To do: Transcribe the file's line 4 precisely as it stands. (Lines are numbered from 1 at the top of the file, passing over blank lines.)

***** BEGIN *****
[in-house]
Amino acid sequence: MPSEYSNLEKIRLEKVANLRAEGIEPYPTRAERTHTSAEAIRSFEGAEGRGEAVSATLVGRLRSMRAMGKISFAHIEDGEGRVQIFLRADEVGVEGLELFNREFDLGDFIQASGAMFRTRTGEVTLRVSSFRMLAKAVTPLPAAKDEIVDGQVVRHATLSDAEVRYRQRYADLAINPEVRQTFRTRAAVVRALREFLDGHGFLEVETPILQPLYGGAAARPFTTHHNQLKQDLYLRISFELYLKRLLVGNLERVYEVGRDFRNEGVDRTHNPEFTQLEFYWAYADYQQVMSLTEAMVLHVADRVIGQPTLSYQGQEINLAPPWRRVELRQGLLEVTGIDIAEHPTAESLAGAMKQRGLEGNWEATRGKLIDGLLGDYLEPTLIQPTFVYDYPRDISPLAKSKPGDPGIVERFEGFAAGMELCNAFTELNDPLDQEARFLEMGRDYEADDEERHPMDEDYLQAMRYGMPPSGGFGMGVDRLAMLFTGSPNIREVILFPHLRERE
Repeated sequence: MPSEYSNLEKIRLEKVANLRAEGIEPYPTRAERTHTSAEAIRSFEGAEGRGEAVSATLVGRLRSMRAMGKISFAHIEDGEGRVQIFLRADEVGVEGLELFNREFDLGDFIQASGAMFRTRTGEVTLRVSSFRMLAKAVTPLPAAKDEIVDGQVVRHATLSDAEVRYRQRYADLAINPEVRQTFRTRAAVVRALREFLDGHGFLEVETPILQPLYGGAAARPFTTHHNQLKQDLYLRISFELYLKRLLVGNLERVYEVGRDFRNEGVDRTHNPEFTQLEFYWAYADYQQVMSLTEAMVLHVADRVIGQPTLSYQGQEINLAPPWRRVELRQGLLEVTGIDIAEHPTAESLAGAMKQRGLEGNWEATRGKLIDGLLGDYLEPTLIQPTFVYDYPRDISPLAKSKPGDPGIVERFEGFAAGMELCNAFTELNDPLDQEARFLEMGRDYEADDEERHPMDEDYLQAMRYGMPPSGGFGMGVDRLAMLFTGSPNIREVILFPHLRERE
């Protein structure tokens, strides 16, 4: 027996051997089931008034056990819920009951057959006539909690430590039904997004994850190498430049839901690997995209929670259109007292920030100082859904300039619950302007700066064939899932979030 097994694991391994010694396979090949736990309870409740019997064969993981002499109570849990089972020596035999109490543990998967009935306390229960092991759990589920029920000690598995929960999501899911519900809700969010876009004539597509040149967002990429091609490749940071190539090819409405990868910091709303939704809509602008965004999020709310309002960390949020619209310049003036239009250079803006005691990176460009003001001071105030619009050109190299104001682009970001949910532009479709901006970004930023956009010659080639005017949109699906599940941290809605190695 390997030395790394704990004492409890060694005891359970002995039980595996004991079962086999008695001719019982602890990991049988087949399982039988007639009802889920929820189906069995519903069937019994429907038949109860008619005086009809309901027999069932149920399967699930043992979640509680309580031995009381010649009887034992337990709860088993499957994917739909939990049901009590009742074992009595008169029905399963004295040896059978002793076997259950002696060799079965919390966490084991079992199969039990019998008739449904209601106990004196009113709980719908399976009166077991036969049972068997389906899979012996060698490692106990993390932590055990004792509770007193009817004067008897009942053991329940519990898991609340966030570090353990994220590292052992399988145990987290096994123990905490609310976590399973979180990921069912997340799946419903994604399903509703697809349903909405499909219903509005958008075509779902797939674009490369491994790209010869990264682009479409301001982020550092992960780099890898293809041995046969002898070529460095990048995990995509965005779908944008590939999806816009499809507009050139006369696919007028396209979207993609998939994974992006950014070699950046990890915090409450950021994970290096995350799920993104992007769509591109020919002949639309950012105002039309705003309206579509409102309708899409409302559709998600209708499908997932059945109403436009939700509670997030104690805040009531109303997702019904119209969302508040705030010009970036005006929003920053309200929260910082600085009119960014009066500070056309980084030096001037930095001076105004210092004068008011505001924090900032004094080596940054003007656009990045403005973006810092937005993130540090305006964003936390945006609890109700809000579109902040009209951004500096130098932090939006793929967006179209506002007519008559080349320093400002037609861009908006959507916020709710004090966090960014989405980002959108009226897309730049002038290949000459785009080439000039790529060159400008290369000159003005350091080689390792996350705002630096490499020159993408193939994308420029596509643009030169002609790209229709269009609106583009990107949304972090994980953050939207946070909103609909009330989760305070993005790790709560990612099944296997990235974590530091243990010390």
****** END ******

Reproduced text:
């Protein structure tokens, strides 16, 4: 027996051997089931008034056990819920009951057959006539909690430590039904997004994850190498430049839901690997995209929670259109007292920030100082859904300039619950302007700066064939899932979030 097994694991391994010694396979090949736990309870409740019997064969993981002499109570849990089972020596035999109490543990998967009935306390229960092991759990589920029920000690598995929960999501899911519900809700969010876009004539597509040149967002990429091609490749940071190539090819409405990868910091709303939704809509602008965004999020709310309002960390949020619209310049003036239009250079803006005691990176460009003001001071105030619009050109190299104001682009970001949910532009479709901006970004930023956009010659080639005017949109699906599940941290809605190695 390997030395790394704990004492409890060694005891359970002995039980595996004991079962086999008695001719019982602890990991049988087949399982039988007639009802889920929820189906069995519903069937019994429907038949109860008619005086009809309901027999069932149920399967699930043992979640509680309580031995009381010649009887034992337990709860088993499957994917739909939990049901009590009742074992009595008169029905399963004295040896059978002793076997259950002696060799079965919390966490084991079992199969039990019998008739449904209601106990004196009113709980719908399976009166077991036969049972068997389906899979012996060698490692106990993390932590055990004792509770007193009817004067008897009942053991329940519990898991609340966030570090353990994220590292052992399988145990987290096994123990905490609310976590399973979180990921069912997340799946419903994604399903509703697809349903909405499909219903509005958008075509779902797939674009490369491994790209010869990264682009479409301001982020550092992960780099890898293809041995046969002898070529460095990048995990995509965005779908944008590939999806816009499809507009050139006369696919007028396209979207993609998939994974992006950014070699950046990890915090409450950021994970290096995350799920993104992007769509591109020919002949639309950012105002039309705003309206579509409102309708899409409302559709998600209708499908997932059945109403436009939700509670997030104690805040009531109303997702019904119209969302508040705030010009970036005006929003920053309200929260910082600085009119960014009066500070056309980084030096001037930095001076105004210092004068008011505001924090900032004094080596940054003007656009990045403005973006810092937005993130540090305006964003936390945006609890109700809000579109902040009209951004500096130098932090939006793929967006179209506002007519008559080349320093400002037609861009908006959507916020709710004090966090960014989405980002959108009226897309730049002038290949000459785009080439000039790529060159400008290369000159003005350091080689390792996350705002630096490499020159993408193939994308420029596509643009030169002609790209229709269009609106583009990107949304972090994980953050939207946070909103609909009330989760305070993005790790709560990612099944296997990235974590530091243990010390």